PH, BODY FLUID

Code
201.7020
Name
PH, BODY FLUID
Category
None
Department
Chemistry
Start Date
Expiration Date
Synonyms
CPT Codes
83986
Site
Main Lab
Reference Test
ATLAS Test Code

Specimen Information

Type

Cerebrospinal fluid (sterile container ONLY)
Pleural fluid, Pericardial fluid, Peritoneal fluid, Synovial fluid (Prefer fluid transferred to Gold, SST for transport, sterile container acceptable)

Volume

1.0 ml

Transport Info

Refrigerated
24 hour stability

Fasting Required?
False
Patient Instructions

Reference Range

See Report

Methodology

Clinical Significance

Low body fluidpH may be encountered in a pleural effusion with leakage of gastric secretions as a result of a perforated ulcer, ruptured esophagus, emphysema, rheumatoid pleurisy, and tuberculosis.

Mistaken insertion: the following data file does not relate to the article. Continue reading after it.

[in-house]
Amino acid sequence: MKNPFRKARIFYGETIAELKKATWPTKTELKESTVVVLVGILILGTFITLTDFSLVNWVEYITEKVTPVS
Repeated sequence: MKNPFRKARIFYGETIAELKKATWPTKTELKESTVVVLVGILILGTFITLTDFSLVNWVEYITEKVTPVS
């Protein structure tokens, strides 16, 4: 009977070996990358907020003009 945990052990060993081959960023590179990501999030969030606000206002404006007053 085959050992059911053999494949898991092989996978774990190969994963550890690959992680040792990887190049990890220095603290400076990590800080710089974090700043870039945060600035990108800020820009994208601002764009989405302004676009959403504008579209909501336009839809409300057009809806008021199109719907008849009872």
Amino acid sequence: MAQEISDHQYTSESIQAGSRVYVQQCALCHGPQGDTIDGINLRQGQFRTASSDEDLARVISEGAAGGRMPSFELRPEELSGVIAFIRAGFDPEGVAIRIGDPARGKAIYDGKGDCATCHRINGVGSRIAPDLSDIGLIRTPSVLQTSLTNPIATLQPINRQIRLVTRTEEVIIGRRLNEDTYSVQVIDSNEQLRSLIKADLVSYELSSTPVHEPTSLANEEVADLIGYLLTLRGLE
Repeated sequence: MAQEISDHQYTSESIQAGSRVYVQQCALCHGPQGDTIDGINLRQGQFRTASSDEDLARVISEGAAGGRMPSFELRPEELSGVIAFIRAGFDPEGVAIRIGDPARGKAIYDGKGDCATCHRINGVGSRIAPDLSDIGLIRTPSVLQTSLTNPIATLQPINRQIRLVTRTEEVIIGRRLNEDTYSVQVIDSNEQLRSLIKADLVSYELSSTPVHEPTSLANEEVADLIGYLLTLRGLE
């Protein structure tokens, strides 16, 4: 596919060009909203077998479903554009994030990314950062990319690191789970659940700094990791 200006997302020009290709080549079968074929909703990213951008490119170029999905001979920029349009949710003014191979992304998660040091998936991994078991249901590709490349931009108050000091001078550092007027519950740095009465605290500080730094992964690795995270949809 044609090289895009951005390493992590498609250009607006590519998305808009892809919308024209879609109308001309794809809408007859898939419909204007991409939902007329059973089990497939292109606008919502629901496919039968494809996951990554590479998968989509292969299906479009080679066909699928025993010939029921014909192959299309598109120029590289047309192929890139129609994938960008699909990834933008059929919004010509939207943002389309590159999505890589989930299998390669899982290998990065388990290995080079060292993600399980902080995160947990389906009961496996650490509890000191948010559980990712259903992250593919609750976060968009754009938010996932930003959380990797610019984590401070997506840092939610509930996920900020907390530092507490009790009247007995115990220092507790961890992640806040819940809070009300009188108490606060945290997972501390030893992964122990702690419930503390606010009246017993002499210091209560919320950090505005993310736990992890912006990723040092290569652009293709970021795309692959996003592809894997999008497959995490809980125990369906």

Serous fluids for laboratory examination are collected by needle aspiration from body cavities. These aspiration procedures could include thoracentesis (pleural), pericardiacentesis (pericardial), synovial (joint) fluid and paracentesis (peritoneal). Many pathologic conditions can cause a buildup (effusion) of serous fluids. Effusion of serous fluid can be placed into two general categories: transudates and exudates. A transudate disrupts the balance in the regulation of fluid filtration and reabsorption. An example is the changes in hydrostatic pressure created by congestive heart failure. Exudates are produced by conditions that directly involve the membranes of the particular cavity including infections and malignancies. Analysis of body fluid usually includes one or more of the following: cell count, differential, total protein, crystals, pH, specific gravity, glucose, albumin, amylase, sodium, potassium, chloride, LD, creatinine, urea nitrogen, uric acid, routine culture, and cytologic studies. Additional testing may include specialized microbiology cultures for AFB or fungus or testing for the presence of bilirubin. Only those tests that are ordered will be performed.

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